Corbyn triumphed at PMQs - while Cameron's stock responses showed him up as out-of-touch

Laughs from the bench every time a member of the public's name was mentioned? The classy Conservatives strike again

Liam Young
Thursday 17 September 2015 08:37 BST
Jeremy Corbyn speaks during Prime Minister's Questions in the House of Commons
Jeremy Corbyn speaks during Prime Minister's Questions in the House of Commons (PA)

I doubt many people woke up this morning envious of Jeremy Corbyn. After promising to change the ‘theatrical’ nature of Prime Minister’s Questions and faced with the initial task of reducing 40,000 submitted questions to six, the new Labour leader had his work cut out for him. All eyes were on him - and not many of them friendly.

What a relief, then, that he triumphed with a set of razor-sharp questions focused on the day-to-day lives of ordinary people. Fortunately for Corbyn, of course, this is an area that the Conservative party continually fails to concern itself with.

Cameron’s lack of compassion and stark inhumanity was obvious from the outset. His detachment from the reality of food banks and employment insecurity across modern Britain was more apparent than ever. Cameron’s responses were scripted and rehearsed, while Corbyn’s questions were plainly sincere.

This was most obvious when it came to the questions on mental health. Devoid of realistic consideration about the serious problems faced by those who suffer from conditions like depression and schizophrenia, Cameron offered warnings on Labour’s apparent economic incompetence in response to a question about the lack of access to mental health support. His stock answers, which may as well have been cut and pasted from a Tory manual, were insufficient in the face of Corbyn’s new, straightforward and honest politics. Study after study shows that Britain’s mental health is in crisis, with current estimates stating that 2 million more adults will experience mental health issues by 2030. Corbyn’s response to this crisis – the creation of a dedicated shadow Minister for Mental Health position – is practical and sensible. Cameron’s generalistic responses at PMQs, meanwhile, fail to inspire; little wonder considering his government has slashed mental health services.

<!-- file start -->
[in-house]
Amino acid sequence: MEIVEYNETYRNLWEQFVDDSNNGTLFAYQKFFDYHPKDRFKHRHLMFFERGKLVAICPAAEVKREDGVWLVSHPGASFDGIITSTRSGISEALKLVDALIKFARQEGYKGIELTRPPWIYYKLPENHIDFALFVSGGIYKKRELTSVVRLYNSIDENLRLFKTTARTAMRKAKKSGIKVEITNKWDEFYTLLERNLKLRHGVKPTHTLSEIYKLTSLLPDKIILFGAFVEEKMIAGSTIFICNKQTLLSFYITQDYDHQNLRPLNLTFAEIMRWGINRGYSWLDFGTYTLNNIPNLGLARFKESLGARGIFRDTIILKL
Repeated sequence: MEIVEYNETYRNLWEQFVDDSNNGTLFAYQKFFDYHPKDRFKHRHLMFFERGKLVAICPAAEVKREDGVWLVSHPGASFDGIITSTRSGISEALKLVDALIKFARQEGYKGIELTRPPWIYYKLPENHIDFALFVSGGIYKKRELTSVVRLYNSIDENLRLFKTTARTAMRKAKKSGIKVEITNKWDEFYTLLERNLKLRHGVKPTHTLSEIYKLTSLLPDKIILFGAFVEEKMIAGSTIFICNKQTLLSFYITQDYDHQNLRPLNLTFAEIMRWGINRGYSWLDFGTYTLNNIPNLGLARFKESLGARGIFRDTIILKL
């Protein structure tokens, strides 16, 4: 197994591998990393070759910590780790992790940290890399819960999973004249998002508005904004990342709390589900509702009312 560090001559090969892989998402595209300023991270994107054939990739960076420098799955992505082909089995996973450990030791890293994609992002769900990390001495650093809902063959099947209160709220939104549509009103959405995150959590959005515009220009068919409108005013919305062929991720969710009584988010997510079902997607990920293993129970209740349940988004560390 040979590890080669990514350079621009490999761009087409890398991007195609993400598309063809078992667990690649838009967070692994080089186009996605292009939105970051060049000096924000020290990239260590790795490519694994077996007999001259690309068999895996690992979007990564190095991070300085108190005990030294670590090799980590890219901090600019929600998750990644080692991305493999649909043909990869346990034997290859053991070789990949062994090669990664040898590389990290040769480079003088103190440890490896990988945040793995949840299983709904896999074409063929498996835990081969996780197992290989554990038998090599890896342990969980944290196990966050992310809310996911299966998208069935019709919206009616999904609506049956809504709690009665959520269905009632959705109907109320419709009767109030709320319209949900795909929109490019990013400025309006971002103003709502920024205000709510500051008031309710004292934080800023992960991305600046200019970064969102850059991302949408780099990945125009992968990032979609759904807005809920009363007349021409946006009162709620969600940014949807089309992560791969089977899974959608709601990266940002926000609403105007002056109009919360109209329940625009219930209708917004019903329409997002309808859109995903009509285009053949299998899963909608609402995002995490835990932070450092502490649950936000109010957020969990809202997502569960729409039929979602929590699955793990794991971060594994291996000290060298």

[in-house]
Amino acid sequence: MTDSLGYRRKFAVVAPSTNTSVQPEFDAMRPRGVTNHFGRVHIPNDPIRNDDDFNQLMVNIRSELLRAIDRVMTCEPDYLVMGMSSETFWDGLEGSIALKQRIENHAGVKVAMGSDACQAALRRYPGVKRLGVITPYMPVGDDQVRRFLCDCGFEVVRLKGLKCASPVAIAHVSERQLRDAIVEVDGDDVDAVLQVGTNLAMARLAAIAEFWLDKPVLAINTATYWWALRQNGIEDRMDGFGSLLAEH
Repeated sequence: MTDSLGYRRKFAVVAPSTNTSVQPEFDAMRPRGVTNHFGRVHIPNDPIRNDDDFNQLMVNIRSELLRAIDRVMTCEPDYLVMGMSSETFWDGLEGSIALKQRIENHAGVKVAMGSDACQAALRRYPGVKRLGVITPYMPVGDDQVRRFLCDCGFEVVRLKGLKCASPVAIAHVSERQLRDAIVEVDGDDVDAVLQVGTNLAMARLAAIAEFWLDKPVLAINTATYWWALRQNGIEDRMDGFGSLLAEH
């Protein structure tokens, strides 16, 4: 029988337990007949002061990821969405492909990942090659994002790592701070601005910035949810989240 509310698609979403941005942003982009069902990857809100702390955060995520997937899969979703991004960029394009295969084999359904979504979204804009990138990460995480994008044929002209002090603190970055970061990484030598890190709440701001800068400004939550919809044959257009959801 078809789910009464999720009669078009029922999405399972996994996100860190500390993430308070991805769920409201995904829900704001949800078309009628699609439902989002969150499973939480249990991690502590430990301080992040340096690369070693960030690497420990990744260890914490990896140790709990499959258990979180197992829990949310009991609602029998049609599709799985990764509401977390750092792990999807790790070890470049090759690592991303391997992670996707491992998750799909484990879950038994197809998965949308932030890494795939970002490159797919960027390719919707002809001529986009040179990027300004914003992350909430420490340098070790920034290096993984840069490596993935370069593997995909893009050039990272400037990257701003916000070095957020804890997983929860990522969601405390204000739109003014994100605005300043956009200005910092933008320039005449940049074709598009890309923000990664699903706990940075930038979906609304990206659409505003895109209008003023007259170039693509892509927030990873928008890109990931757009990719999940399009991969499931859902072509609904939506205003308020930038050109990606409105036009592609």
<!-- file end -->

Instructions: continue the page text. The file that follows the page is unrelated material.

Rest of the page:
Using questions from the public was a radical but hugely successful approach for a party that was crying out for parliamentary reform. Cameron’s boasts of Labour’s belief in ‘unlimited welfare’ were undermined by the fact that Jeremy Corbyn's questions came from real people who are reliant on support due to skyrocketing rents.

When Corbyn attached the names of the respective people who suggested the questions to his statements, there were loud sniggers from the Tory benches - as if a ‘Marie’ could ever be truly interested in the housing crisis. Needless to say, this tactic was wholly unconvincing. No longer can the success of a Prime Minister be measured on the volume of his fellow MPs’ brays and jeers; it must be measured by the real people who those MPs have now openly mocked.

Though the Prime Minister remained calm throughout Corbyn’s questioning, the mask soon slipped when it came to scrutiny from the SNP. Turning his back on SNP members, raising his voice and bashing the despatch box, Cameron showed that he just isn’t ready for the frank and factual debate Corbyn wants to turn the Punch-and-Judy-esque PMQs into. He may have intended to play the charitable statesman, but ultimately he lost his cool among Corbyn’s new politics.

Today, Corbyn entered the commons battered and bruised by recent headlines, but he left on the upper hand, spurred by the fact that he is genuiely in touch with the real difficulties and aspirations of the people of Britain. In the battles that lie ahead, this will be Corbyn’s greatest strength; his wish to pose questions on behalf of the British people is not a PR strategy, indeed it has been his lifelong cause. Last week, Corbyn promised to change politics - and today, he’s made a ground-breaking start.

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